Under this demographic unrest, the crime rate and entitlements will decline. This is a social-based generation, with grand aspirations of saving the world. Breaking the perceived cycles of despair and poverty may just be accomplished. Furthermore, Millennials want to be (and already feel) entrepreneurial mostly because they did not immediately fall into careers and they grew up on technology. They seek ways to express their creativity and rely on digital technologies to guide and govern their lives.
With respect to Millennials and the real estate industry, the ensuing opportunities will pose both opportunities and challenges. The tsunami of real estate possibilities has already begun to show its impact and enormity. From the mercurial rise in the multifamily assets and revitalized retail sector to new workplace environments, the causation impacts have arrived. It is imperative that the top brass of the various real estate organizations completely understand this generation and be flexible in the change that will be required to accommodate the soon-to-be most dominant generation in the United States.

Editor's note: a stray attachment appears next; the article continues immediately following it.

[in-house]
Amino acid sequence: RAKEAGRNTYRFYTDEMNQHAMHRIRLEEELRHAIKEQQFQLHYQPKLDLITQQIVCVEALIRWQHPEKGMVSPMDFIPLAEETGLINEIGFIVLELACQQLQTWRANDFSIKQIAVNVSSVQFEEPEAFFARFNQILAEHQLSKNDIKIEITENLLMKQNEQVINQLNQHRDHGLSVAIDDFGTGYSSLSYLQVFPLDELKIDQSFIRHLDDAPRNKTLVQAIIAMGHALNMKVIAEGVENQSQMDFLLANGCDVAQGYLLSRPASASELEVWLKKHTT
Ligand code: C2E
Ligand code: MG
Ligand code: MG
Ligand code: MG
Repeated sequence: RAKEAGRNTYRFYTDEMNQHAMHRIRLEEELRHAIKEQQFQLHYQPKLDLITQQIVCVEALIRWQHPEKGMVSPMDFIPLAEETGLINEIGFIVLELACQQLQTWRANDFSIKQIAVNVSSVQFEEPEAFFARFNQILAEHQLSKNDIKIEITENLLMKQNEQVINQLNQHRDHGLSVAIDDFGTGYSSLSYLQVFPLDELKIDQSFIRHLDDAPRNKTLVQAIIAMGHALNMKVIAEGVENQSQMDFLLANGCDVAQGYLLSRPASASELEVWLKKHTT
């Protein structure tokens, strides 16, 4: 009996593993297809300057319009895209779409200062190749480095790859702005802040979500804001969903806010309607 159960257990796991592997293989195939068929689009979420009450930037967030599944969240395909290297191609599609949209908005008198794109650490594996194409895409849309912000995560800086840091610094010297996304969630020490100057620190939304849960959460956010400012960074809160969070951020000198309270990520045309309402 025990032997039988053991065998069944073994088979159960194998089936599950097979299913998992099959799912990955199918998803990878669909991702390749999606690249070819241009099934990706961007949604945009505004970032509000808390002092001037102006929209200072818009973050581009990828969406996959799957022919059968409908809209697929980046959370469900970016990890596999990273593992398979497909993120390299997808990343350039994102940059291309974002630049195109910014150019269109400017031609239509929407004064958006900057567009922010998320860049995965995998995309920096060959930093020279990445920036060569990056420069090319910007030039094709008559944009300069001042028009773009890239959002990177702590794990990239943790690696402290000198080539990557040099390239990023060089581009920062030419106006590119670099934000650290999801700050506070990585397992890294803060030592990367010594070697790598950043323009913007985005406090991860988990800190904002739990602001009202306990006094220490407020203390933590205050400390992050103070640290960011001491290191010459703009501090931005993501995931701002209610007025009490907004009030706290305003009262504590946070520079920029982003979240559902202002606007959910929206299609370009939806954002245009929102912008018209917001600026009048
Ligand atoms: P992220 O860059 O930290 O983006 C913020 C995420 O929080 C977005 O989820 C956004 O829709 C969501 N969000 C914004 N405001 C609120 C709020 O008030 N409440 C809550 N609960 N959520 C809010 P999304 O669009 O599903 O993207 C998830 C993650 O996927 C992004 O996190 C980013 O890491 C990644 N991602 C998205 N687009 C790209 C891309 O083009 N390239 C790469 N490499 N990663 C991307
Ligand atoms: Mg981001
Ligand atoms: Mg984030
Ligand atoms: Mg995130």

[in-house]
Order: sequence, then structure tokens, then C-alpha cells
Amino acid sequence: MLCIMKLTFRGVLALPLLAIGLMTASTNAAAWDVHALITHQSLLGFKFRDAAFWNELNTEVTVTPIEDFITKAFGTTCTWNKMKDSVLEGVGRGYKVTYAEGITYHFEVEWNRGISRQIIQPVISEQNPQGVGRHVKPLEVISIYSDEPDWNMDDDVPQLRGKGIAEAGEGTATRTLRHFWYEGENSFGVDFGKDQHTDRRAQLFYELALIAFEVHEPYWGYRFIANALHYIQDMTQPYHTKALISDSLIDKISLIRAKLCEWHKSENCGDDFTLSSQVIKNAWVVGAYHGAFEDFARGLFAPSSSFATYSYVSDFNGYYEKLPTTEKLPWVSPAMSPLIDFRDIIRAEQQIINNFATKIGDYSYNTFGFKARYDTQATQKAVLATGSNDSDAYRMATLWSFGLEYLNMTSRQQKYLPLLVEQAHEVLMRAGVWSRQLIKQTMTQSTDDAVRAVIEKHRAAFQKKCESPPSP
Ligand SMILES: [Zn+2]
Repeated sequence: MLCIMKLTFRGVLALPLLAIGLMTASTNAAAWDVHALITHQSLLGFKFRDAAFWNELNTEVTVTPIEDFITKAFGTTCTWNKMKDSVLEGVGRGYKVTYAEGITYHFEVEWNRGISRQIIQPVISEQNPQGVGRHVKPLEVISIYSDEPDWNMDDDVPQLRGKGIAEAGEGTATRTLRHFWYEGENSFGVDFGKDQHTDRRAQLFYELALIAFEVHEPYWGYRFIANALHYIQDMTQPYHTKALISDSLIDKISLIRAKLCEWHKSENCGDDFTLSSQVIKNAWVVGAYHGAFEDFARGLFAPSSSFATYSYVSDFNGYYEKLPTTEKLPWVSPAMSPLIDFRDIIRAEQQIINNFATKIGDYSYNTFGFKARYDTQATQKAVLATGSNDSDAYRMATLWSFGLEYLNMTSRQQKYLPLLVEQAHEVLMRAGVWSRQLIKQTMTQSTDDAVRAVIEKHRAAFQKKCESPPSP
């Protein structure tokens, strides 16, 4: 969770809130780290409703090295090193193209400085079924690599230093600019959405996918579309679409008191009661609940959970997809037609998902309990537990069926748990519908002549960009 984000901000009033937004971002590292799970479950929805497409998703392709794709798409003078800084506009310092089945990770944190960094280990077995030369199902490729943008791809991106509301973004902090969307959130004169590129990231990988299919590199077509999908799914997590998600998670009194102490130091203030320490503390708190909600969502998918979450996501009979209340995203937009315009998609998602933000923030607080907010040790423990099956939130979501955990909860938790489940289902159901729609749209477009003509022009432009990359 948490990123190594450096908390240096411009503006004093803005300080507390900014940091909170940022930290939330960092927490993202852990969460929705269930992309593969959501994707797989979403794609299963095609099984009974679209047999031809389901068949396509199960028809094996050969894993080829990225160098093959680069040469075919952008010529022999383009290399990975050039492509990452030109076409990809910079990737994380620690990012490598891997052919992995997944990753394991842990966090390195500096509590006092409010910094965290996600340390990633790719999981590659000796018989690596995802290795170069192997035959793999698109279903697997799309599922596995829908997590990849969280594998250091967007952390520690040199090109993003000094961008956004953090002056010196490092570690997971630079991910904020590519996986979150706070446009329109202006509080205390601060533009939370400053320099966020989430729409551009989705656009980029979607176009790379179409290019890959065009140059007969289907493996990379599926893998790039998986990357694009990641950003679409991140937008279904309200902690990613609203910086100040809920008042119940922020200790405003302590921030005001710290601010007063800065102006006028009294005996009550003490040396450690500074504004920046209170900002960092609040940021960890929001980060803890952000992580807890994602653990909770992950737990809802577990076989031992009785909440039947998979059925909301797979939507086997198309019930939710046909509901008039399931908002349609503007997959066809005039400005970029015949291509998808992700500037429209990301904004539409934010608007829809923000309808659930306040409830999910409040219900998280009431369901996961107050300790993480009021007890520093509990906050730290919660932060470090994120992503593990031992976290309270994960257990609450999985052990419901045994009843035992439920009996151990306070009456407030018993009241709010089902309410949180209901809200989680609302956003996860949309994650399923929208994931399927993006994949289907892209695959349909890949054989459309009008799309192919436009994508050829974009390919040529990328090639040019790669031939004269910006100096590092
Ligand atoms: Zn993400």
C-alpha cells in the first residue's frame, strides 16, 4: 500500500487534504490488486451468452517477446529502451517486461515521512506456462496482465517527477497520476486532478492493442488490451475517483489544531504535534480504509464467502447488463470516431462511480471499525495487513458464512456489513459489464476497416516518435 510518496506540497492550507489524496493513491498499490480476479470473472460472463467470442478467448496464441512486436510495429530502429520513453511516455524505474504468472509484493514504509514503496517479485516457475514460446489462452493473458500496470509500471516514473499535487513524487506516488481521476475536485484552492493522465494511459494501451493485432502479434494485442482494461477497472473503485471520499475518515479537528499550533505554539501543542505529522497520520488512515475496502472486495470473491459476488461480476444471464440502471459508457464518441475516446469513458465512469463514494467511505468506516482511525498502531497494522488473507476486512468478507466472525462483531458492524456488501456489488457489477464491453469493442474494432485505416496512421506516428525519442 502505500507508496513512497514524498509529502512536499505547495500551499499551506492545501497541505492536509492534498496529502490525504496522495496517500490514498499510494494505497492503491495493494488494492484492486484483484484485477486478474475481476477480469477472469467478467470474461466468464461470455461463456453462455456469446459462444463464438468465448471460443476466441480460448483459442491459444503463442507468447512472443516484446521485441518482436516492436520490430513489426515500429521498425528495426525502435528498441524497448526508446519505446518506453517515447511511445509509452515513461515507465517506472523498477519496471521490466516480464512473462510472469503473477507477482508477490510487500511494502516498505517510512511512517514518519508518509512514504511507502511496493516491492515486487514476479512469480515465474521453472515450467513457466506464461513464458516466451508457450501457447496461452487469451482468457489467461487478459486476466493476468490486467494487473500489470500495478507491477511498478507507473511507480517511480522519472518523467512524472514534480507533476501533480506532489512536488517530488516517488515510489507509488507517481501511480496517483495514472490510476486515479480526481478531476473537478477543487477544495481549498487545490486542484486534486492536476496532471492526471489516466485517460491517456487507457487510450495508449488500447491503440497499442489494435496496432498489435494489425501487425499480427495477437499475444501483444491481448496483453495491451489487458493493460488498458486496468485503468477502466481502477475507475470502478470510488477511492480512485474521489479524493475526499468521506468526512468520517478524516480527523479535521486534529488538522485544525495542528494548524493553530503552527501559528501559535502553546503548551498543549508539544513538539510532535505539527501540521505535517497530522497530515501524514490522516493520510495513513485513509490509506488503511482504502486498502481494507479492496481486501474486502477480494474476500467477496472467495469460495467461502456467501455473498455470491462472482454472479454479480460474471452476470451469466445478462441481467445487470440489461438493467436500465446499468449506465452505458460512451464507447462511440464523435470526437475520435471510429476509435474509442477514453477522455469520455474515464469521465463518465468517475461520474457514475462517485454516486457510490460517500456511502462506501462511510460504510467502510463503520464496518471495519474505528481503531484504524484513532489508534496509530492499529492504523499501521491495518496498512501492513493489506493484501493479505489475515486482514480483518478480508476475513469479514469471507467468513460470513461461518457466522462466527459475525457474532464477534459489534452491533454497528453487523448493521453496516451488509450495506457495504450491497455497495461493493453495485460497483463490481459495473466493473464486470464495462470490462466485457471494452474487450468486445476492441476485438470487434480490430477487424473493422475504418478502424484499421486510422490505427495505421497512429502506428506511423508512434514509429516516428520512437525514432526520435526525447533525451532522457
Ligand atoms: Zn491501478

As of today, at least 50% of Millennials rent, and 25-to-35% live with their parents (there are various conflicting studies on this, but regardless, it is a huge number). The primary reason is that this generation has been burdened largely with both student loan and credit card debt. The average student loan debt is about $45,000, and of the combined $1.2 trillion in student loan debt, only 37% is paid on time. Thusly, Millennials are falling behind financially. So it’s not surprising that they are delaying starting families or postponing major expenditures, like home-ownership. Until this generation can get on its feet, pay off some debt, and build for the future, you can be sure that they will be renting for a very long time.